Colon Cancer Runs in my Family
It wasn’t entirely a surprise to Robert — he goes by Terry — when he was diagnosed with colon cancer. His father and brother each had been diagnosed with polyps, which is why at age 47, still shy of the recommended age for a baseline colonoscopy and no real symptoms, he pushed his physician that one was necessary. He was right. He had colon cancer.
Terry underwent a successful colon resection and completed six or seven of a recommended 10 rounds of chemotherapy before he decided he “had had enough.” He did well for the next four years, then started having pain in his back. Doctors this time diagnosed him with ureteral cancer, a rare form of cancer generally treated like bladder cancer. And this time, Terry was surprised.
“While I was going through radiation and chemotherapy for this bout, my doctor recommended genetic testing,” Terry said. “That’s how I came to find out I have Lynch syndrome and was assigned a genetic counselor.”“I’ve been feeling good, so without screening, I would have never suspected.”
Lynch syndrome (HNPCC or Hereditary Nonpolyposis Colorectal Cancer) is an autosomal dominant genetic condition that puts affected patients at high risk of colon cancer and other cancers, including endometrium, ovary, stomach, small intestine, hepatobiliary tract, upper urinary tract and brain, as well as skin neoplasms. The increased risk for these cancers is caused by inherited mutations that impair DNA mismatch repair.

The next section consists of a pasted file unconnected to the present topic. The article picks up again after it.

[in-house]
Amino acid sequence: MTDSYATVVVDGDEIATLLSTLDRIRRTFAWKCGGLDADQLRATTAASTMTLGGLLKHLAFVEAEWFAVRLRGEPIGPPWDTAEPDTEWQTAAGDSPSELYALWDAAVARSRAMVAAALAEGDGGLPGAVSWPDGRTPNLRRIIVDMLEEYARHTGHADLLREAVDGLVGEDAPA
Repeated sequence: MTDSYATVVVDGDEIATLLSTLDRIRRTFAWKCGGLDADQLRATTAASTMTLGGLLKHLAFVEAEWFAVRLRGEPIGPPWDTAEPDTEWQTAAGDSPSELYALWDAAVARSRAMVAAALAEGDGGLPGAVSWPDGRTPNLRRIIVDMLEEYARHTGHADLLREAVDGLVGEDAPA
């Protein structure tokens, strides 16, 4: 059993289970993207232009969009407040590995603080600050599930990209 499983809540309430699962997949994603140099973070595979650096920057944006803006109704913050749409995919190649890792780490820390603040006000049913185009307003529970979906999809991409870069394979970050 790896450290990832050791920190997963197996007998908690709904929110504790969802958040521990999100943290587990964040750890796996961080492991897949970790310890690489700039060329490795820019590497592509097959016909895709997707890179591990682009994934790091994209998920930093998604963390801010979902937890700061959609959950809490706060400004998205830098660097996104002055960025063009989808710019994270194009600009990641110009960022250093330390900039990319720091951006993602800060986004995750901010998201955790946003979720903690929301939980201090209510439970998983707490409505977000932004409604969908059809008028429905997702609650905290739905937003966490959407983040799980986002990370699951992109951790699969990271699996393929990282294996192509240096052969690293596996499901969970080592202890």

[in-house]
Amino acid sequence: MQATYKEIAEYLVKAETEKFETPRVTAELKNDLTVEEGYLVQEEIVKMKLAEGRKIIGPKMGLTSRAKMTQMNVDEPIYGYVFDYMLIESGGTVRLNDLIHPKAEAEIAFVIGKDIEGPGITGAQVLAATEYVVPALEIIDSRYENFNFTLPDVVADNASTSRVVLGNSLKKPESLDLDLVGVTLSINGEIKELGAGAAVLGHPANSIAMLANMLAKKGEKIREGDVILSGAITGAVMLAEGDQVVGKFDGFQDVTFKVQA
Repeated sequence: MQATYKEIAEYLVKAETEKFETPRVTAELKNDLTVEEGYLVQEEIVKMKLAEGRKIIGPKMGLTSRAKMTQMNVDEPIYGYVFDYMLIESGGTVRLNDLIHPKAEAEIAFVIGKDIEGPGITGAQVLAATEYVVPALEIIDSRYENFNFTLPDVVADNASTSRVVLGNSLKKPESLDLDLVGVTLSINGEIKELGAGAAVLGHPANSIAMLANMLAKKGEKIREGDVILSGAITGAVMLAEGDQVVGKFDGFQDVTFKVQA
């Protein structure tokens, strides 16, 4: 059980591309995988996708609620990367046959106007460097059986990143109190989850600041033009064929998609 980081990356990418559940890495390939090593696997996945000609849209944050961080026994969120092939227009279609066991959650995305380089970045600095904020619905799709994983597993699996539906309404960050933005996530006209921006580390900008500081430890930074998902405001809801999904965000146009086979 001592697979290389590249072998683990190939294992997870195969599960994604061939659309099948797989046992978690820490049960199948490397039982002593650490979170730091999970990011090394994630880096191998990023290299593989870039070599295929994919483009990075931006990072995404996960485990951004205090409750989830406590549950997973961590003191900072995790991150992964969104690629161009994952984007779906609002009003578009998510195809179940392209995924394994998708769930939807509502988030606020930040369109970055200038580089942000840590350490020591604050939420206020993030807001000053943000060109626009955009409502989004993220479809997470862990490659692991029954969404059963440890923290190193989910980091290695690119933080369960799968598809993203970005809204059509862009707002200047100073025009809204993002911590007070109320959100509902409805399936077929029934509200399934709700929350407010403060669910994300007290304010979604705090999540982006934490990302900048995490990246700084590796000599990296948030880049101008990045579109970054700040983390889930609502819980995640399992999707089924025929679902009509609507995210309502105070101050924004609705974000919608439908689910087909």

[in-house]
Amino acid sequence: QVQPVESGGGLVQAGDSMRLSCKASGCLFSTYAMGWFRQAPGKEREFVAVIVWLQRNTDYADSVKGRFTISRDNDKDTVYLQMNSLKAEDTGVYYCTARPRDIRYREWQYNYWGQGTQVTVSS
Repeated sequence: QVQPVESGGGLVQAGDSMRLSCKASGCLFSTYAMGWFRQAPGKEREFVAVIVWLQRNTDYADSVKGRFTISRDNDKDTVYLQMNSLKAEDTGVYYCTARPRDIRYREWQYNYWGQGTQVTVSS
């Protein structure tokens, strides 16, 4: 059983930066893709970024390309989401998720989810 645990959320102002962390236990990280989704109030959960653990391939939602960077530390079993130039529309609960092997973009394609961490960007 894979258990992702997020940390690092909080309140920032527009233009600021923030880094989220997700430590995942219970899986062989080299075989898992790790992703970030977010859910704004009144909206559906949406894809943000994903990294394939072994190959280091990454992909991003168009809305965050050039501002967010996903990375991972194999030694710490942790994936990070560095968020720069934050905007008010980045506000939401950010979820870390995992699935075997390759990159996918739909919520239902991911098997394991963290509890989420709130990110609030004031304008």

No One Wants To Get Diagnosed With Cancer, But You Can't Fight If You Don't Know
Having been identified, Terry describes it far more simply: “Once you’ve had colon cancer, there’s a chance you could get cancer somewhere else, so it’s all about screening.”
Dutifully, he has been undergoing screening every three months and, upon his most recent screening, learned his utereral cancer has advanced to Stage IV, located in the lining of the lung.
So right now, at age 54, he has a lot to think about — whether he’s up for another round of chemotherapy, especially when for all intents and purposes, he’s feeling good. But mostly, he’s been thinking about his 26-year-old son, who he knows has a 50-50 chance of having Lynch syndrome. He wants his son to be tested and to receive pre- and post-test counseling.
“While the news was a little bleak this last time, I would recommend genetic testing to anyone who thinks they have this. The way they break it down for you — it’s very understandable,” he said. “I’ve been feeling good, so without screening, I would have never suspected.”
For more information on genetic testing or to schedule an appointment, call OhioHealth CancerCall at (614) 566-4321 or 1-800-752-9119.